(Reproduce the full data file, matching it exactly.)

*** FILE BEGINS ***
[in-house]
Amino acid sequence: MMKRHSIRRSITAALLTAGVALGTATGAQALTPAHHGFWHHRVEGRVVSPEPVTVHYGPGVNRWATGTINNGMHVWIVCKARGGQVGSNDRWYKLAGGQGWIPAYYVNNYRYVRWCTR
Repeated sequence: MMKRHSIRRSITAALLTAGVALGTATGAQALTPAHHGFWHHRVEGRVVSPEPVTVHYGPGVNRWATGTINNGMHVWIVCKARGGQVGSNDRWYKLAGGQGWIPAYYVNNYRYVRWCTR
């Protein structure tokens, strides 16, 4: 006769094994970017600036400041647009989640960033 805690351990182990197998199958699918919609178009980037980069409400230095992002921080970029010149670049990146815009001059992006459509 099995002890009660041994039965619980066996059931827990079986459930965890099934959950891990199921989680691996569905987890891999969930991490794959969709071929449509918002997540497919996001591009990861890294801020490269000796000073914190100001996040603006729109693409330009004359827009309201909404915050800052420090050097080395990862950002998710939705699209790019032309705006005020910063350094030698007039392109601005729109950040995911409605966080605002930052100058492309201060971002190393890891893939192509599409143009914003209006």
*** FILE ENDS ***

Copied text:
[in-house]
Amino acid sequence: MMKRHSIRRSITAALLTAGVALGTATGAQALTPAHHGFWHHRVEGRVVSPEPVTVHYGPGVNRWATGTINNGMHVWIVCKARGGQVGSNDRWYKLAGGQGWIPAYYVNNYRYVRWCTR
Repeated sequence: MMKRHSIRRSITAALLTAGVALGTATGAQALTPAHHGFWHHRVEGRVVSPEPVTVHYGPGVNRWATGTINNGMHVWIVCKARGGQVGSNDRWYKLAGGQGWIPAYYVNNYRYVRWCTR
């Protein structure tokens, strides 16, 4: 006769094994970017600036400041647009989640960033 805690351990182990197998199958699918919609178009980037980069409400230095992002921080970029010149670049990146815009001059992006459509 099995002890009660041994039965619980066996059931827990079986459930965890099934959950891990199921989680691996569905987890891999969930991490794959969709071929449509918002997540497919996001591009990861890294801020490269000796000073914190100001996040603006729109693409330009004359827009309201909404915050800052420090050097080395990862950002998710939705699209790019032309705006005020910063350094030698007039392109601005729109950040995911409605966080605002930052100058492309201060971002190393890891893939192509599409143009914003209006």